Flockdown, at least, is finally over.
The hens emerged blinking into the sunlight this week, dusting off their feathers after the winter-long incarceration effort to evade the avian virus.
Unfortunately the relaxation of Covid restrictions is considerably slower than for those for bird flu, which means Perth Show, a highlight of the summer for much of the industry in Central Scotland, has finally gone the way of the Royal Highland, Angus, Fife and countless others.
The dedication of the organisers means the most passionate stocksfolk will still be able to halter up their animals and compete for rosettes, sashes and trophies in the South Insh show rings and enthusiasts will undoubtedly follow the judging online. But there will be no opportunity here or at any other major event to engage directly with the public or subtly influence the behaviour of city dwellers when they head out to make the most of their new-found freedom in the Scottish countryside this summer.
The recent plethora of press releases from sheep organisations begging the public to keep dogs on leads is an indication of the degree to which shepherds are braced for carnage in their fields as soon as this weekend. They know only too well that many puppies and untrained dogs bought during lockdown which “wouldn’t harm a fly” will unfortunately prove quite capable of doing the very opposite.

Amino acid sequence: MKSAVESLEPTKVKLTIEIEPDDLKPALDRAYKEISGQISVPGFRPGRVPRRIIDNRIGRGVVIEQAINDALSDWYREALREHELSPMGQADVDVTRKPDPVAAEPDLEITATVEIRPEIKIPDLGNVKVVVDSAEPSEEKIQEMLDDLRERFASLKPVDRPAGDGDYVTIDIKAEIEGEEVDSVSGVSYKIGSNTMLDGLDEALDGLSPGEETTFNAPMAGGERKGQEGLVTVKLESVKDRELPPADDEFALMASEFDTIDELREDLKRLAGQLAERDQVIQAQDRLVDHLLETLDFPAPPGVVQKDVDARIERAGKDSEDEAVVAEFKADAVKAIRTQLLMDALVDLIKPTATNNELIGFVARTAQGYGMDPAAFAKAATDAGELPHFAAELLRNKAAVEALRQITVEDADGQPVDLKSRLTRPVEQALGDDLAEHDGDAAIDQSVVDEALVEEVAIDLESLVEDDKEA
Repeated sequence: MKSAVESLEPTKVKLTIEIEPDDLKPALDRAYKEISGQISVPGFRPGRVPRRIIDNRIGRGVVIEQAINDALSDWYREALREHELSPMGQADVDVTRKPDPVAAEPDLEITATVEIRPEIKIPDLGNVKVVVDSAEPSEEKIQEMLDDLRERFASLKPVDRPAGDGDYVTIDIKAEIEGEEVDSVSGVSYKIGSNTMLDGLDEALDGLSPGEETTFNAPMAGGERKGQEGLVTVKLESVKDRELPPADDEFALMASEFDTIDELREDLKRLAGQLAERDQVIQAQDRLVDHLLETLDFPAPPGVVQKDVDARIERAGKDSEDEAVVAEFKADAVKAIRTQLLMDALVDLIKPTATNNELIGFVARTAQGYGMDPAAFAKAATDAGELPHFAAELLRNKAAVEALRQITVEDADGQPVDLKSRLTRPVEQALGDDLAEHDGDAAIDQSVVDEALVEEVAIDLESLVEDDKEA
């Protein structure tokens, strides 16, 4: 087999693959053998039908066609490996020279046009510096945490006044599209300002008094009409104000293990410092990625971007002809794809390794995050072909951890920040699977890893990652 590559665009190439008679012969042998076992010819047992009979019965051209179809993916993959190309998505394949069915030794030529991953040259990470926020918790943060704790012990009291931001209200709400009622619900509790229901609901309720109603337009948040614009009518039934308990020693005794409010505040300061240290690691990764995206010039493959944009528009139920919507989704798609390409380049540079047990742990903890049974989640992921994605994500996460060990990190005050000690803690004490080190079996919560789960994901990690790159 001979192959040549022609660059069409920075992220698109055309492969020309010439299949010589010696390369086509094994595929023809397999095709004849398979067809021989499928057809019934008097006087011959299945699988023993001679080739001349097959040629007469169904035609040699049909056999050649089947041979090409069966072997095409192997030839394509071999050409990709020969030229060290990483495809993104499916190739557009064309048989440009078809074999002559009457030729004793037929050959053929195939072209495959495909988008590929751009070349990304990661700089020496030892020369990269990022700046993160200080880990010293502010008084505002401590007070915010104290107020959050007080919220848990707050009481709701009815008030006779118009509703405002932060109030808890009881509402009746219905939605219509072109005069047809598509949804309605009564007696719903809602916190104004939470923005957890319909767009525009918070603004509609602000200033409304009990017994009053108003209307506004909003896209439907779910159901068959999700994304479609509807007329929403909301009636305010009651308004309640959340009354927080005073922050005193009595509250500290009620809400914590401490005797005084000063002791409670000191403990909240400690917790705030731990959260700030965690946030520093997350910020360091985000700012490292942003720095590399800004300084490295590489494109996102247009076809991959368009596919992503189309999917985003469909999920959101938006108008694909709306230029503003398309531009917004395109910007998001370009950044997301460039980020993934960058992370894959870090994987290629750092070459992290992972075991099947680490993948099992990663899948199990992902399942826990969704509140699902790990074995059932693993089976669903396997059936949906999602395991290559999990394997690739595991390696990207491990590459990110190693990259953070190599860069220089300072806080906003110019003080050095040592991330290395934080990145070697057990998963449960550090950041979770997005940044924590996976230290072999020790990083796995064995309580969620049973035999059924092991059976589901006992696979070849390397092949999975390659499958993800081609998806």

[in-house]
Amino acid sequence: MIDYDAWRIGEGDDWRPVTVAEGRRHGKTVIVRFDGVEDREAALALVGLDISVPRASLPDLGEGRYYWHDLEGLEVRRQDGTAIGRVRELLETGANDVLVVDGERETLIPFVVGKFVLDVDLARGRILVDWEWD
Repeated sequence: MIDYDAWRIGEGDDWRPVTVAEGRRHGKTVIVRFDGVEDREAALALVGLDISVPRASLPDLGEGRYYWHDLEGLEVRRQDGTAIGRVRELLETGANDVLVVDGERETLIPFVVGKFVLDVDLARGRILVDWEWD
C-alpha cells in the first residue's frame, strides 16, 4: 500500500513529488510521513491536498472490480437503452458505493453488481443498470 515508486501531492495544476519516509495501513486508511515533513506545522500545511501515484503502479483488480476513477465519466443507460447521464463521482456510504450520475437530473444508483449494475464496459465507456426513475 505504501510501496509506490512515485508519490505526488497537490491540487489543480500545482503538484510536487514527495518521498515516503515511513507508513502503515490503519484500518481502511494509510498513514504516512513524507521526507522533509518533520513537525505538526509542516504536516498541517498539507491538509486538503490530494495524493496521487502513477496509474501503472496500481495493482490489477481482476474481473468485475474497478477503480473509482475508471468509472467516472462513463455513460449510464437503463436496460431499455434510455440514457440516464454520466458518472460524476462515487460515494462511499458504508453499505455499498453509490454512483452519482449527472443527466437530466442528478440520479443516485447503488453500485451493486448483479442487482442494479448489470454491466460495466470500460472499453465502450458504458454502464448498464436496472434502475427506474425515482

The Scottish Government’s Dogs (Protection of Livestock) (Amendment) (Scotland) bill, which will become law within weeks, significantly increases the penalties for livestock worrying to a fine of £40,000 or 12 months’ imprisonment (or both) and should be a deterrent to irresponsible dog owners.
But with alarming reports of public interference in the lambing fields – one just yesterday of a lamb being “rescued” and fed baby formula – there is a sense this Spring that tensions are rising, that the industry has had enough of fly tipping, littering and sheep worrying, and it is on high alert.
I am in utter disbelief. A member of the public took this lamb away from it’s mother because ‘it didn’t look too good’ and fed it baby formula 🤦🏽♀️🤬😩😞 it certainly doesn’t look too good now! pic.twitter.com/OVYCn5QmGS
— Helen Georgina (@helengeorgina94)
It feels as though is just a matter of time until there is a messy confrontation which will inevitably direct the focus – and the social media backlash – unfairly back to the farmer and result in stress, wasted time and energy at an already intense time of year.
That’s why the tone of the #walkieswithoutworries campaign launched by NFU Scotland this week is pitched just about right: not too preachy or unwelcoming to people who’ve been cooped up for months, but directing responsibility right back to dog owners.